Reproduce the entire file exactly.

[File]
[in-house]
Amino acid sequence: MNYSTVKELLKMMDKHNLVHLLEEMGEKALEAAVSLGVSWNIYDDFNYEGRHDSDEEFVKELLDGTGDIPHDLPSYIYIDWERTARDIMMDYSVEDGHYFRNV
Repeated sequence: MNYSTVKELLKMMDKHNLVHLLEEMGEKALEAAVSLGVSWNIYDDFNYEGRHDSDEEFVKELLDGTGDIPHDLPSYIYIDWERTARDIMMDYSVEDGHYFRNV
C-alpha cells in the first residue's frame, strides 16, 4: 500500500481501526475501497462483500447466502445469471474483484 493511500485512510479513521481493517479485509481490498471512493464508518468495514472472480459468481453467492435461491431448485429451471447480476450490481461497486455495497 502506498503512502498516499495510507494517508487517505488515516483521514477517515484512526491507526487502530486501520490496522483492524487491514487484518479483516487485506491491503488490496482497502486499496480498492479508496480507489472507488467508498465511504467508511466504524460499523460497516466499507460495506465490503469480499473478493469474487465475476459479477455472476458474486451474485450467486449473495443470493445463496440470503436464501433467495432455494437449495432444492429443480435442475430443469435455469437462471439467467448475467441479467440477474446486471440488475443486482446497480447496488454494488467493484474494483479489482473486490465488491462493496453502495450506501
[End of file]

[in-house]
Amino acid sequence: MNYSTVKELLKMMDKHNLVHLLEEMGEKALEAAVSLGVSWNIYDDFNYEGRHDSDEEFVKELLDGTGDIPHDLPSYIYIDWERTARDIMMDYSVEDGHYFRNV
Repeated sequence: MNYSTVKELLKMMDKHNLVHLLEEMGEKALEAAVSLGVSWNIYDDFNYEGRHDSDEEFVKELLDGTGDIPHDLPSYIYIDWERTARDIMMDYSVEDGHYFRNV
C-alpha cells in the first residue's frame, strides 16, 4: 500500500481501526475501497462483500447466502445469471474483484 493511500485512510479513521481493517479485509481490498471512493464508518468495514472472480459468481453467492435461491431448485429451471447480476450490481461497486455495497 502506498503512502498516499495510507494517508487517505488515516483521514477517515484512526491507526487502530486501520490496522483492524487491514487484518479483516487485506491491503488490496482497502486499496480498492479508496480507489472507488467508498465511504467508511466504524460499523460497516466499507460495506465490503469480499473478493469474487465475476459479477455472476458474486451474485450467486449473495443470493445463496440470503436464501433467495432455494437449495432444492429443480435442475430443469435455469437462471439467467448475467441479467440477474446486471440488475443486482446497480447496488454494488467493484474494483479489482473486490465488491462493496453502495450506501